Yeah; we've had about 3 or 4 Linux people with similar problem with W10 in dual-boot mode. I've written a few posts on how to solve it and you can use our Search feature to read those. If neem's solutions don't work, you can always replace the drive you have the dual-boot W10-Mint setup in and simply rebuild your laptop with a single OS, for testing purposes, on either Mint or W10 your choice. Make sure you use a brand new hard drive for this test, as if it fails it could indicate further hardware failures in your laptop such as a bad RAM stick or your Mobo. Then, once you can get a single OS to boot on your laptop, you can then attempt the dual-boot build by installing the 2nd OS (Mint or W10) and you should be good to go at that point! :up:

I personally haven't done anything with Mint; but several of the people here use and like it. I've done most of my work on Ubuntu and some variants such as Kubuntu and Lubuntu with dual-boot W10 machines. I understand from our Linux gurus that they are quite similar in most respects. Have also done a W10-Zorin dual-boot system last year.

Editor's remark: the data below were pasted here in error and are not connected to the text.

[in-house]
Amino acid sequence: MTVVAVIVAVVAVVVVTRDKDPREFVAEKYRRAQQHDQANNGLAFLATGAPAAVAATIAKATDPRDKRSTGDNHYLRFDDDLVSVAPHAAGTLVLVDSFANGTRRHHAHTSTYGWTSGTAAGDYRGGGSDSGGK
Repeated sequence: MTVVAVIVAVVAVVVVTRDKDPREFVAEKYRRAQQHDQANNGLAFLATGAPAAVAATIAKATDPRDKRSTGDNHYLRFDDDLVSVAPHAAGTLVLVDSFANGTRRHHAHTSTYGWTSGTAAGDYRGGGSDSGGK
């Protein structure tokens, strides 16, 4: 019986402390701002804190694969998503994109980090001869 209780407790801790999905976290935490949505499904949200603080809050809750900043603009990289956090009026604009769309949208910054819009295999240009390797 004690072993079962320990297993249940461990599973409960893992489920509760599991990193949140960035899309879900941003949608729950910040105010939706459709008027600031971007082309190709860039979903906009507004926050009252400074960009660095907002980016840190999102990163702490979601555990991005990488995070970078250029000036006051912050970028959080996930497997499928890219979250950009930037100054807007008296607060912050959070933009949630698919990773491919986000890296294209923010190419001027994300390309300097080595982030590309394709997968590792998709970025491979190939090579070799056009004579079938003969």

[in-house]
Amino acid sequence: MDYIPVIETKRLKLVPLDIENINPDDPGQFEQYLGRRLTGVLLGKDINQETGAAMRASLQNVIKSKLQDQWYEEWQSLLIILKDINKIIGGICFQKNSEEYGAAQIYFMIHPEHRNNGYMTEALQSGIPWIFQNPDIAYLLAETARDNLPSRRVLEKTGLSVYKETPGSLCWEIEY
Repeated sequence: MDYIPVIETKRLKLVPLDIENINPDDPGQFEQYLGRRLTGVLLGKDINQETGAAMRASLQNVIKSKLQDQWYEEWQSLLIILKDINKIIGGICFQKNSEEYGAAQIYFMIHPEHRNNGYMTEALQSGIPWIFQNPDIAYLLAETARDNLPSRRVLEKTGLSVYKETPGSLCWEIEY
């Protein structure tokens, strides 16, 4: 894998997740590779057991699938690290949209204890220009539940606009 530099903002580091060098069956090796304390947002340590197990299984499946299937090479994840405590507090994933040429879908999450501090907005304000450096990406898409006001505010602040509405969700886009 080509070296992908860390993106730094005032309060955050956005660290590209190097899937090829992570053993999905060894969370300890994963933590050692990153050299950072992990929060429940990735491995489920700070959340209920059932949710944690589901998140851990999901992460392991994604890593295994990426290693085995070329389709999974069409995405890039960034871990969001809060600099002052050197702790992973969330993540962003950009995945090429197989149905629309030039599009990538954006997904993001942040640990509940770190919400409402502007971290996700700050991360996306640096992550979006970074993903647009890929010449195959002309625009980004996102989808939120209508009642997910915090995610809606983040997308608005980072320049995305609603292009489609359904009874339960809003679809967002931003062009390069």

Both W10 and Linux can be tough to get off the hard drive if you try to erase and start over; so it's best to use a good drive wipe program such as DBAN (on the free UBCD.com boot disk). The free version is good enough to remove W10 and Linux (most versions I've seen). Substituting your hard drive with a new replacement is of course the easiest way to certify your laptop hardware is Ok. You could skip that step and spend days or weeks trying to fix it. Just a suggestion.

Cheers!
<<<BIGBEARJEDI>>>
 

MikeHawthorne

Essential Member
Microsoft Community Contributor
Hi

This is something I learned the hard way years ago.
For future use, if you are dual booting you have to remove the OS that you are going to remove from the computer, from the boot order before you do anything else..

I use EasyBCD, once you remove the unwanted OS and reboot to make sure it boots directly into the OS that you want to use, then you can remove the unwanted OS from the hard drive.

Anyway just follow Neemobeer's instructions and create a Windows Recovery Disk, and boot to that to repair the boot sector.

With any luck you'll be back up and running in no time.

Good Luck

Mike
 
Last edited:

BIGBEARJEDI